The contract type employed during an acquisition presents different benefits for both the Government and contractor. The most advantageous contract type from the Government’s perspective is firm-fixed price, as the contractor has full responsibility for the performance costs and resulting profit (or loss). Alternatively for the contractor, cost-plus-fixed-fee serves as the most advantageous contract type. Under this arrangement, the contractor bears minimal responsibility for performance costs, and the contract provides for a negotiated fee (profit) that is fixed. Between these two extremes are various incentive contracts in which the contractor's responsibility for the costs of performance and the profit or fee incentives are tailored to the uncertainties involved in contract performance. Please visit DAU’s Comparison of Major Contract Types Chart tool to learn more about the various contract types in the fixed-price, cost reimbursement, and level-of-effort families.

Selecting the contract type frequently occurs during contract negotiations. The objective is to negotiate a contract type and price (or estimated cost and fee) that will result in reasonable contractor risk and provide the contractor with the greatest incentive for efficient and economical performance. Highlights of consideration factors as prescribed in FAR 16.104 when selecting the appropriate contract type include the following:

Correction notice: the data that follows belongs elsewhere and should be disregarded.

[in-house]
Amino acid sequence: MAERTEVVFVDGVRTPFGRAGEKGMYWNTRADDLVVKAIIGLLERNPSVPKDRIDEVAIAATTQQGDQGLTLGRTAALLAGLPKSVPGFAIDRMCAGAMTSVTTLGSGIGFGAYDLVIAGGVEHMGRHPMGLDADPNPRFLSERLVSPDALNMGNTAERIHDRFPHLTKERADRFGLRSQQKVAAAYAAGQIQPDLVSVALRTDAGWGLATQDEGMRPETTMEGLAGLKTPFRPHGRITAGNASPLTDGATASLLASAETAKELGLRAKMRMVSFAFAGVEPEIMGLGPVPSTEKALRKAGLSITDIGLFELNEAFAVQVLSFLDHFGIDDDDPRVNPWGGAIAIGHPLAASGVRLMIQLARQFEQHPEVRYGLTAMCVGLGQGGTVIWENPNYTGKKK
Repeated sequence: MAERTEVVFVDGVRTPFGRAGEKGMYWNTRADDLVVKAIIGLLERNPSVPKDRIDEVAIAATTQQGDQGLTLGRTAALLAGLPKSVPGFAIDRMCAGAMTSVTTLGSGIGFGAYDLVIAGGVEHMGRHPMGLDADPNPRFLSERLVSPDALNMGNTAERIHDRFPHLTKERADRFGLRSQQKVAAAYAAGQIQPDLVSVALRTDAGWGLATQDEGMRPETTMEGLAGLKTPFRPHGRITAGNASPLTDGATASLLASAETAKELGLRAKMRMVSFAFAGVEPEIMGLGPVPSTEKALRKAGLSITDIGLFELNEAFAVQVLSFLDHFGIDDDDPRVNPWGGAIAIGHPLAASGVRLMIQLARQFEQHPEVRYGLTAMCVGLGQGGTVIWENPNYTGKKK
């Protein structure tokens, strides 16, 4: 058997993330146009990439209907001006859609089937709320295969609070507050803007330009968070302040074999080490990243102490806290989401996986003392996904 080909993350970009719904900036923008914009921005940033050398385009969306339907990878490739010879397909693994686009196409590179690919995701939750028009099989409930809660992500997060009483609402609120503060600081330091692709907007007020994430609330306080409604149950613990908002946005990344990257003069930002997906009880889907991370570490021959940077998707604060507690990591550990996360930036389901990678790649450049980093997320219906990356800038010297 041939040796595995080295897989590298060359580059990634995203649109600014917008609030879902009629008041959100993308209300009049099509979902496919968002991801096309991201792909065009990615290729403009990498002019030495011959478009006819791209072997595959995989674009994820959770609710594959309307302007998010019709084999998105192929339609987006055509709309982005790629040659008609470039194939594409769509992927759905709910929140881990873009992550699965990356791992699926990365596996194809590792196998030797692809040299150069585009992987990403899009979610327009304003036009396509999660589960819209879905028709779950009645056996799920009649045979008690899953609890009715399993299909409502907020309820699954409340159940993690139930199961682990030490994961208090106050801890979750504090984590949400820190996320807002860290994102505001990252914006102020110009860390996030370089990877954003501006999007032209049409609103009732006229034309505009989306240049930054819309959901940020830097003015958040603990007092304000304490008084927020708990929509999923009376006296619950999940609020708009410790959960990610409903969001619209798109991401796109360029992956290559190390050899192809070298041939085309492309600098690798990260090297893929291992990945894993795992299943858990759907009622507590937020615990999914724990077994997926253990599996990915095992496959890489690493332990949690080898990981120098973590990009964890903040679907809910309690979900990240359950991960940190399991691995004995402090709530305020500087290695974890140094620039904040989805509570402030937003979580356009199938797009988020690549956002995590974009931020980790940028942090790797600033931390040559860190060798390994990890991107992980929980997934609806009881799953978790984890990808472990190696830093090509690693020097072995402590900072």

• Price competition. Effective price competition promotes realistic pricing; a fixed-price contract is ordinarily in the Government’s interest.
  • Combining contract types: A contract may use multiple contract types. While the Government’s desire is to issue firm-fixed-price contracts, not all requirements fit. However, the contracting officer should consider whether a portion of the contract could be issued under a firm-fixed-price. 
  • Price analysis. The accuracy of the price analysis can provide a basis for selecting the contract type.
  • Type and complexity of the requirement. Complex requirements, especially those unique to the Government, usually result in greater risk assumption by the Government.
  • Urgency of the requirement. If urgency is a primary factor, the Government may choose to assume a greater proportion of risk or offer incentives to ensure timely contract performance.